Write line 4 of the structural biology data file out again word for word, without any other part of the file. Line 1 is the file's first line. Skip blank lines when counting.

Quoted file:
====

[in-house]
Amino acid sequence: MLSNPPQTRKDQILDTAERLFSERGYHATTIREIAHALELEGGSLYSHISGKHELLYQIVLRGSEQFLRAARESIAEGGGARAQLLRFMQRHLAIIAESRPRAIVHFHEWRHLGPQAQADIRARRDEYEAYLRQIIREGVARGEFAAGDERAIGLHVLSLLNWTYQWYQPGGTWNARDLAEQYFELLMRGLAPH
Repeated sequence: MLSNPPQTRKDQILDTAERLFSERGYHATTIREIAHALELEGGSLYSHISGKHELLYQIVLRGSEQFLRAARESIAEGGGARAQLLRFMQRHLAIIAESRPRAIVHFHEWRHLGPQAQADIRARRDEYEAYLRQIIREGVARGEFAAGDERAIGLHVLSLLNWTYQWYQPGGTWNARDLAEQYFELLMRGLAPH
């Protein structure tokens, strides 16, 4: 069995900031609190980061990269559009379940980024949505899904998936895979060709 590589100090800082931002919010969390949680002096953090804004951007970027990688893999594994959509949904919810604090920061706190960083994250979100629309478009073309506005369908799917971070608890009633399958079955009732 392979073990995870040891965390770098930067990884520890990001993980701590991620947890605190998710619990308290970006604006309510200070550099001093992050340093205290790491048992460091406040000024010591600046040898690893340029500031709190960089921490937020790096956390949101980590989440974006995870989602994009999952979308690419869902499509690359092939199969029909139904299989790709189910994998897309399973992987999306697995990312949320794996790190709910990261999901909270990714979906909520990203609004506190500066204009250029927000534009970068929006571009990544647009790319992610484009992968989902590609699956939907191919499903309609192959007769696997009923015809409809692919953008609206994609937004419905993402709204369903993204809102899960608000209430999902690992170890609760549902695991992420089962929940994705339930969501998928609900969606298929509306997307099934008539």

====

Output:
């Protein structure tokens, strides 16, 4: 069995900031609190980061990269559009379940980024949505899904998936895979060709 590589100090800082931002919010969390949680002096953090804004951007970027990688893999594994959509949904919810604090920061706190960083994250979100629309478009073309506005369908799917971070608890009633399958079955009732 392979073990995870040891965390770098930067990884520890990001993980701590991620947890605190998710619990308290970006604006309510200070550099001093992050340093205290790491048992460091406040000024010591600046040898690893340029500031709190960089921490937020790096956390949101980590989440974006995870989602994009999952979308690419869902499509690359092939199969029909139904299989790709189910994998897309399973992987999306697995990312949320794996790190709910990261999901909270990714979906909520990203609004506190500066204009250029927000534009970068929006571009990544647009790319992610484009992968989902590609699956939907191919499903309609192959007769696997009923015809409809692919953008609206994609937004419905993402709204369903993204809102899960608000209430999902690992170890609760549902695991992420089962929940994705339930969501998928609900969606298929509306997307099934008539």